They also discussed plans to hold a costume ball in October and a gala in February to raise more funds.
In the more immediate future, the committee noted it will unveil the First Ladies Quilt on Friday, Aug. 2, in Town Hall.
Alongside the quilt, they will place a wall of recognition to honor local women who have had a positive impact in Adams.
Names can be submitted to Town Hall.
The event will be from 5 to 8. Light refreshments will be served.
iBerkshires.com welcomes critical, respectful dialogue; please keep comments focused on the issues and not on personalities. Profanity, obscenity, racist language and harassment are not allowed. iBerkshires reserves the right to ban commenters or remove commenting on any article at any time. Concerns may be sent to email@example.com.
iBerkshires.com welcomes critical, respectful dialogue. Name-calling, personal attacks, libel, slander or foul language is not allowed. All comments are reviewed before posting and will be deleted or edited as necessary.
New Adams Police Chief, Officers Union Contract Announced Wednesday Night
By Jeff SnoonianiBerkshires Correspondent
Officer Josh Baker reads from a portion of the new three-year union contract that was ratified by the Selectmen on Wednesday night.
ADAMS, Mass. — The Board of Selectmen on Wednesday officially introduced new interim Police Chief Troy Bacon in all too common COVID-19 style.
The appointment of a municipality's top law enforcement officer is usually heavily attended by town officials and accompanied by dozens of handshakes. Because of restrictions in place from the worldwide pandemic, this one was carried out with nary an elbow bump.
Bacon will assume the post on Tuesday, July 14, after current Chief Richard Tarsa's retirement becomes official at 11:59 p.m. Monday night. Bacon, 44, recently retired from the Frankfort, Ind., police department after 20 years. He had one of his daughters with him this week for a whirlwind tour of the area before she headed back on a plane to the Midwest.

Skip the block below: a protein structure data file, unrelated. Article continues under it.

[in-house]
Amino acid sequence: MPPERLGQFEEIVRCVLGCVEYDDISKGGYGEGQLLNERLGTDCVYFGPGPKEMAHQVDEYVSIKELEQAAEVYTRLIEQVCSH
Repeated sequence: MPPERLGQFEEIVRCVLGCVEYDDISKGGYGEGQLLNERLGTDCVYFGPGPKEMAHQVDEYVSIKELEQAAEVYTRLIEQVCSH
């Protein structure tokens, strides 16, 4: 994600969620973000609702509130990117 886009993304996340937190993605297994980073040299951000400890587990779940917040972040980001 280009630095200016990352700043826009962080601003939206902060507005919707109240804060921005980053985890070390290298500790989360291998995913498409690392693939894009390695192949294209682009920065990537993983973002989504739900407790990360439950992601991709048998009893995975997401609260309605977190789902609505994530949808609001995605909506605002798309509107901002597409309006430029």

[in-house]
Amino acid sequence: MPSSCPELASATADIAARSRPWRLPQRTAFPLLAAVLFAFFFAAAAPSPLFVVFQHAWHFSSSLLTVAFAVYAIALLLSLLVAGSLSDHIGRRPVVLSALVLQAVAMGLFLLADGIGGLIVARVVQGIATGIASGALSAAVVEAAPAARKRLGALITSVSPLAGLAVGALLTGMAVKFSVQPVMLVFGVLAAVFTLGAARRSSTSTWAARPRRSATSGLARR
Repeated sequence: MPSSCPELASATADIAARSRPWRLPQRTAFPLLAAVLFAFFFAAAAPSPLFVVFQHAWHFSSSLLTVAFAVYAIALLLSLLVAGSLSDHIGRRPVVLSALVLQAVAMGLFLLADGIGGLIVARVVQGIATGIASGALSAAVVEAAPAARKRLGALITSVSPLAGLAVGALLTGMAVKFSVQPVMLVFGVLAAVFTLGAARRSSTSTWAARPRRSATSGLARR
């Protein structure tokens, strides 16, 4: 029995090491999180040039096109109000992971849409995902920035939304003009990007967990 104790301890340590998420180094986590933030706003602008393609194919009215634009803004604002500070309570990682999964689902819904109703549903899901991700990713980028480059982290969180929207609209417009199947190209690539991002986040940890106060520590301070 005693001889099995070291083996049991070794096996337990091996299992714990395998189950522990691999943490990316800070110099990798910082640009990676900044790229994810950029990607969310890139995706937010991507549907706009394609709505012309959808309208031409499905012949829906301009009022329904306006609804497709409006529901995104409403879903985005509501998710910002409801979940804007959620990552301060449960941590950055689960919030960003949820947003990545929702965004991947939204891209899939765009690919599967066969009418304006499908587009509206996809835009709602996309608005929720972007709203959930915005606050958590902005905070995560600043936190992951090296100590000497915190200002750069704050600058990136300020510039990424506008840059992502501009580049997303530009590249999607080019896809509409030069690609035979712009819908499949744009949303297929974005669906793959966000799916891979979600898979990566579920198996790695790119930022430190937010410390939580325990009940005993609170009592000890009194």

"One thing she said was, 'There's a lot of trees here dad," he answered smiling when asked by Selectman Joseph Nowak about his daughter's first impression of the area. "I told her yes, that's right, that's one of the reasons I applied here.
Bacon will assume the post on Tuesday, July 14, after current Chief Richard Tarsa's retirement becomes official at 11:59 p.m. Monday night. Bacon, 44, recently retired from the Frankfort, Ind., police department after 20 years. click for more
Late last year, the Board of Health agreed to implement a new regulation that would limit the amount of tobacco sales permits allowed in town. The new regulation would not affect those already selling tobacco products.
click for more
The past few weeks have seen on-site retail sales return and patio seating reopen, followed by a socially distanced form of inside dining for restaurants.
Wednesday night the board, with guidance from Code Enforcement Officer Mark Blaisdell, took the necessary steps to reopen parks and open... click for more
Just like its partner in the Hoosac Valley Regional School District, Cheshire, and the school district itself, Adams will wait for definitive state aid numbers from Boston before approving a hard budget. The COVID-19 pandemic has spawned wide speculation of revenue shortfalls in the commonwealth.... click for more